Here are the best ways to treat sore muscles after an intense workout

If you don’t know what delayed onset muscle soreness (DOMS) means, you’ll know what it feels like. It usually manifests itself the night after a particularly intense workout that you’ve decided to try for the first time, and causes inexplicable grunting with every step you take. Simply put, it’s the pain and stiffness in the muscles following a heavy workload due to the breakdown in muscle tissue. While it’s not necessarily a bad thing, it’s a real hindrance when you’re trying to keep up with a regular training regime, which is why we’ve sussed out some ways in which you can kill the pain and not your motivation.

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The inflammatory response peaks around 24 to 48 hours after leaving the gym, and it’s a sign that you’ve engaged in a higher level of intensity and novel movements — both highly beneficial to your training program. After all, muscle growth is achieved via the fusing of damaged muscle fibres, and pushing your body to its limits can accelerate that process by giving them something to repair. These microscopic tears in your muscles are the same ones that will leave you limping the next day. 

Unless you’re into the whole “no pain no gain” motto even after you’ve left the gym, we can’t imagine you’ll enjoy that nagging ache, so here are some ways you can alleviate the pain — even for a bit. 

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Tart cherries

The fleshy ruby-red fruits are not only vitamin powerhouses, they also make that post HIIT workout ache a bit more bearable thanks to anthocyanin, a colourful antioxidant compound that decreases excess inflammation within the body. A few servings per week should suffice, although you’ll want to switch to a more frequent plan if you’re training for a marathon or sports tournament.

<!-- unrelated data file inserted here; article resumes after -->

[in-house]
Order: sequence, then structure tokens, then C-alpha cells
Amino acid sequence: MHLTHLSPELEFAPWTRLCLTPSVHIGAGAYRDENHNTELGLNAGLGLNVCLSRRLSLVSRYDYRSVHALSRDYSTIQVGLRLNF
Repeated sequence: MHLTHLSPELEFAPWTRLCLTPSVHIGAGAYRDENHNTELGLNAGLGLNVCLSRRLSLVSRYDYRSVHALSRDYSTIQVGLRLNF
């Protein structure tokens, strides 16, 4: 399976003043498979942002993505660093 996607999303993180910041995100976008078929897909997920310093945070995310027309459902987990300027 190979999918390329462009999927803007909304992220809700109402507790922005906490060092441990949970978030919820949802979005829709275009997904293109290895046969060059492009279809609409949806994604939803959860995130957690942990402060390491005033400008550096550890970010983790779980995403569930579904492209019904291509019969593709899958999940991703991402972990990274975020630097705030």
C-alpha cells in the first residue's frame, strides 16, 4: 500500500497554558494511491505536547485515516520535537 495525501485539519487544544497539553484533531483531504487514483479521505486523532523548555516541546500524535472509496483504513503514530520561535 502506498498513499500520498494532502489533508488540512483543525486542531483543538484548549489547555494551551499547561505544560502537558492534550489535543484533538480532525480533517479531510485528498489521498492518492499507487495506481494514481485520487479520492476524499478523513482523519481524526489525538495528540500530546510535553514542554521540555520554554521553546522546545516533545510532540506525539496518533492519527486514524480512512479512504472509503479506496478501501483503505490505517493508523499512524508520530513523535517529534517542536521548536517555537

Epsom salts

Magnesium — the primary component of Epsom salt — is a mineral that the body requires to maintain normal nerve and muscle function, amongst many other things. Unlike other minerals, it can be absorbed through the skin as you soak in a warm bath, and is documented to relax muscles by flushing lactic acid buildup.

Pineapples

Like tart cherries, pineapples also have anti-inflammatory properties thanks to bromelain, a protein-digesting enzyme that also reduces joint pain, helps with digestion, and reduces allergies. 

Caffeine

Here’s a reason to raise another cup of your favourite brew. Besides boosting your performance drastically, the analgesic properties in caffeine also help reduce muscle soreness and fatigue after a strenuous workout. Pop by your local cafe for two cups of coffee (the recommended dosage) about an hour before a particularly gruelling workout for best effects. 

Foam rolling

Not everyone has the good fortune of having a sports therapist at hand, so a foam roller would be the next best thing. The nondescript rubber tubes provide effective myofascial release by relieving tension in the muscles’ connective tissue, while reducing the onset of muscle soreness. Other benefits include stretching out your muscles for better performance in subsequent workouts. To make it count, incorporate foam rolling into your warm up, cool down and off-day recovery process.

(Photo: Kayla Itsines’ Instagram)

Even more exercise

This sounds like the least doable option on the list, but a 20-minute bout of low or moderate-intensity workout can help increase blood flow, which naturally hurries the inflammatory process along. Scheduling low-intensity workouts throughout the week that focus on recovery (such as yoga or pilates) are good enough for keeping DOMS at bay.

Dynamic compression

Otherwise known as intermittent pneumatic compression, dynamic compression only gained momentum of late after the introduction of the Normatec Dynamic Compression system. A cross between a massage and a compression sock, the legging-like device produces a pulsing motion that mimics the muscle pump of the arms or legs, encouraging blood flow and the movement of fluid and metabolites around and out of the limbs. The treatment also helps with water retention and improves blood circulation. Today, the technology is used by Tour de France cyclists, NBA players, and the US Navy SEALS.